Last year saw a sharp increase in the number of lives lost in southern Sudan due to “inter-tribal violence” that affected communities across the South. This year, clashes have continued, but a new trend is evident in violence in Lakes state, a remote area of the South largely populated by sub-clans of the Dinka ethnic group.
The recent violence in Lakes is related to an ongoing civilian disarmament campaign being conducted by the southern army, or SPLA. According to Enough correspondence with SPLA spokesperson Kuol Deim Kuol, the Government of Southern Sudan has instructed the SPLA to systematically confiscate weapons from civilians in the 10 states of southern Sudan. Disarmament is currently underway in seven of the ten states. (According to the SPLA, campaigns have not begun in the three states – Western Bahr El Ghazal, Western Equatoria, and Eastern Equatoria – where the Lord’s Resistance Army currently threatens civilian populations.)
Several major disarmament campaigns in the South since the 2005 signing of the Comprehensive Peace Agreement have gone badly. More than a thousand people were killed in a 2006 campaign in volatile Jonglei state. Major human rights violations regularly occur when the SPLA forcibly attempts to remove weapons from the hands of civilians who fear leaving their security up to an army who they perceive as either incapable or unwilling to protect them.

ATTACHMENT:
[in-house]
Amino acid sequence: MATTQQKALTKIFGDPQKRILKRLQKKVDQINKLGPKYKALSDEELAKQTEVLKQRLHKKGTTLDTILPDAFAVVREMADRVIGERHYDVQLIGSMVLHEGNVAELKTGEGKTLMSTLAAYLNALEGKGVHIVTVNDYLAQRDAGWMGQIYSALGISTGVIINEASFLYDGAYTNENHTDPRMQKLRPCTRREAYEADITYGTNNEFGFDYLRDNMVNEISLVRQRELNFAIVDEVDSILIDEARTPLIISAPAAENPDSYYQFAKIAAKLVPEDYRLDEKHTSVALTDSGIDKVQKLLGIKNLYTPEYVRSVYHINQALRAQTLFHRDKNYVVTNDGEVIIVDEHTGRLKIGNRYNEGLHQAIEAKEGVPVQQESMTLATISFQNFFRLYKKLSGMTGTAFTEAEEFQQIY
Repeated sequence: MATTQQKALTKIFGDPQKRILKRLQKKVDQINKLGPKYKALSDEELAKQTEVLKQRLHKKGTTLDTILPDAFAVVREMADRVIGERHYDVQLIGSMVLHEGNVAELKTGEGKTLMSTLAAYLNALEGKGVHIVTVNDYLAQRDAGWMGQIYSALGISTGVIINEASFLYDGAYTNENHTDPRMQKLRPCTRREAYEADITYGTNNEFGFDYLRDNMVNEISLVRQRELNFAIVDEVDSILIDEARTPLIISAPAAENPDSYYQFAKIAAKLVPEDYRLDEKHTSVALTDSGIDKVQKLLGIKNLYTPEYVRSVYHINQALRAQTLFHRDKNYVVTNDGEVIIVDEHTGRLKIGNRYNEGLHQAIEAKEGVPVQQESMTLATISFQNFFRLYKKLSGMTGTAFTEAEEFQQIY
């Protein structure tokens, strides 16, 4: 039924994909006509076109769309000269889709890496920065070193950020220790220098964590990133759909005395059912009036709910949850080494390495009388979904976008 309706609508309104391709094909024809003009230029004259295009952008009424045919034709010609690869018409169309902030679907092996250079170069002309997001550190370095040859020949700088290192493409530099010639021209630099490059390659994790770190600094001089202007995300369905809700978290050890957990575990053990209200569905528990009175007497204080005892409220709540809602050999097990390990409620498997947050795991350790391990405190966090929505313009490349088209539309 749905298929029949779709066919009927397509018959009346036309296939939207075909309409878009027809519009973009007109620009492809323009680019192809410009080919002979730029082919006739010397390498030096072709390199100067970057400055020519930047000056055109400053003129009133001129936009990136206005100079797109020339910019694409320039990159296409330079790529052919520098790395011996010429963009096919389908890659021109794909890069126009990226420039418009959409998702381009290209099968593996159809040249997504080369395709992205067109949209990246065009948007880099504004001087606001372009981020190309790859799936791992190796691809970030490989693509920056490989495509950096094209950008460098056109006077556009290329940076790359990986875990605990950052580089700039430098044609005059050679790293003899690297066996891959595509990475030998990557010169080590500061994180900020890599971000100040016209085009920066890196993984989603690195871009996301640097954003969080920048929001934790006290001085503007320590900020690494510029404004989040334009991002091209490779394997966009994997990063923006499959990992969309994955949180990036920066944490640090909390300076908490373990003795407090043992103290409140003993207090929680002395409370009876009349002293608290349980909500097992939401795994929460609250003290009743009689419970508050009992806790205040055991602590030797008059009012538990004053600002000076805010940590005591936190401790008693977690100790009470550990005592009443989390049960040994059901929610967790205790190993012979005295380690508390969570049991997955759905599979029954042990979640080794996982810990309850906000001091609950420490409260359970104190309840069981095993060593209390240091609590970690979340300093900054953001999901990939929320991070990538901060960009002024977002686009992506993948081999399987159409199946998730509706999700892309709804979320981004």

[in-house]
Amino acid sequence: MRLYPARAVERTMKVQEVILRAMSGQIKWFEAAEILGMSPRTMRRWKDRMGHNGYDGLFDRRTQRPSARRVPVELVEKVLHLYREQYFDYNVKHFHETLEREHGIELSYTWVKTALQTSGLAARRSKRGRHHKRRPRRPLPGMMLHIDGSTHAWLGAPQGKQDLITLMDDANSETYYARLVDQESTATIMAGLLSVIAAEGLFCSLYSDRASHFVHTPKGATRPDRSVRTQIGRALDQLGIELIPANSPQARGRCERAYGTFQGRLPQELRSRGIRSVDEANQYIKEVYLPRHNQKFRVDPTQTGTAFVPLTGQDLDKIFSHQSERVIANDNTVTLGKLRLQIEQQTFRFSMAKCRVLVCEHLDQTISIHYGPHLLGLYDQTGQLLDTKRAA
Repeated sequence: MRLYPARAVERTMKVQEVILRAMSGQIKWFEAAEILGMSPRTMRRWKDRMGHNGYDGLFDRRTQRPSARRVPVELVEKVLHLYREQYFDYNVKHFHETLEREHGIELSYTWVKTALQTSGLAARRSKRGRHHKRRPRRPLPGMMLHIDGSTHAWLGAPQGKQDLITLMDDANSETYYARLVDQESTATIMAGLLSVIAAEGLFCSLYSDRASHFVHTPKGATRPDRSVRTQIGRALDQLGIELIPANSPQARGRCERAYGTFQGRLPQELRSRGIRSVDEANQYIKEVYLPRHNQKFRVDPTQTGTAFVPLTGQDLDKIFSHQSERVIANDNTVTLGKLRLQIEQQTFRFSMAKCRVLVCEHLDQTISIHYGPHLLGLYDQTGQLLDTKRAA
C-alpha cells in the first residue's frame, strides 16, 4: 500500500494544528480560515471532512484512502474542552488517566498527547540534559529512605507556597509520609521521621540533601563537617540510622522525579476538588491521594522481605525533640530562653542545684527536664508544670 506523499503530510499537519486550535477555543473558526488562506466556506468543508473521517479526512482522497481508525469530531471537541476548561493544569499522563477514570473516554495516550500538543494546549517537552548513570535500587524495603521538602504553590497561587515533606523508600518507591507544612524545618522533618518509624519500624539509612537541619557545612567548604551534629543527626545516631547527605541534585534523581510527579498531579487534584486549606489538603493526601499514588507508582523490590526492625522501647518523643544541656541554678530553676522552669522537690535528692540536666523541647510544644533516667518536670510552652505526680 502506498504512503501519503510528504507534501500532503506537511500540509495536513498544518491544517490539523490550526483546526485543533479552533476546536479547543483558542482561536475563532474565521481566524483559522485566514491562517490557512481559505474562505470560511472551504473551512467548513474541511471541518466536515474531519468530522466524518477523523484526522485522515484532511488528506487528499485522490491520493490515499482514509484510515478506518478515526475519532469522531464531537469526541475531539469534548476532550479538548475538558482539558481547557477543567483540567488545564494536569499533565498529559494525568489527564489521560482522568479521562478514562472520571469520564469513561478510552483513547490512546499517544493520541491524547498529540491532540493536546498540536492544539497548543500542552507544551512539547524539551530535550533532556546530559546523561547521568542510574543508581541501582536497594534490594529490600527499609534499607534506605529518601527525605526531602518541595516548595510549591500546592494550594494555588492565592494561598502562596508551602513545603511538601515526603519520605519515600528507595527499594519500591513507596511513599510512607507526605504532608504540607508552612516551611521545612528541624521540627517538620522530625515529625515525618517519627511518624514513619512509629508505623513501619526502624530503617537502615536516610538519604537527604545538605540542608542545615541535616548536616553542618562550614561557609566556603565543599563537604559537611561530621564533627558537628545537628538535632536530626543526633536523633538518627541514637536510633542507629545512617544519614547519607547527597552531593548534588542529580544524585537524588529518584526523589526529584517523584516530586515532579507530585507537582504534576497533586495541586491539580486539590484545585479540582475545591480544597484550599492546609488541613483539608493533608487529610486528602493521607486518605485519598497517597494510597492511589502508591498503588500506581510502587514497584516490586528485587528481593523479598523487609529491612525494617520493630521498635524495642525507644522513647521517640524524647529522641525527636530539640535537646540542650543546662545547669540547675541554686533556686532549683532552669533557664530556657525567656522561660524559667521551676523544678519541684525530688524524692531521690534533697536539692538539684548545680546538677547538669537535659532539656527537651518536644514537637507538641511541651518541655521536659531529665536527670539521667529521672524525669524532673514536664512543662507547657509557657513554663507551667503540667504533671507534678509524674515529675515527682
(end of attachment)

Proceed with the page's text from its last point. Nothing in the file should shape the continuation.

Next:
The latest example of the failures of disarmament in the South occurred this week in Cueibet County in Lakes state, where civilians reportedly attempted to break into a weapons storage facility to retrieve arms that were taken from them in a disarmament campaign. This incident underscores a basic reality of disarmament attempts in the South: If local populations are not convinced that their security will be guaranteed by their government and its army, they will find a way to hold on to – or recapture – their weapons in order to protect themselves.
In Akot, a town southeast of the Lakes state capital of Rumbek, tensions between a SPLA battalion stationed in the town and the local population erupted into a series of clashes that resulted in the deaths of 17 soldiers and 7 civilians and displaced the town’s entire population (an estimated 3,000 people). Although it is unclear the cause of the Akot clashes, an ongoing disarmament campaign in the state – combined with the history of brutal and deadly SPLA efforts to forcibly disarm local populations in the state – means that underlying tensions between the army and local populations are more likely to spark into serious incidents.
As Sudan’s elections approach, poor relations between the army and local populations through the South (see my colleague Ledio Cakaj’s report on civilian protection failures in Western Equatoria state) could worsen an already tense situation during the polls. One thing is for sure: As Oxfam and other humanitarian NGOs working in the South noted in a recent report, the Government of Southern Sudan needs to “move beyond disarmament” and devise better strategies for improving long-term community security.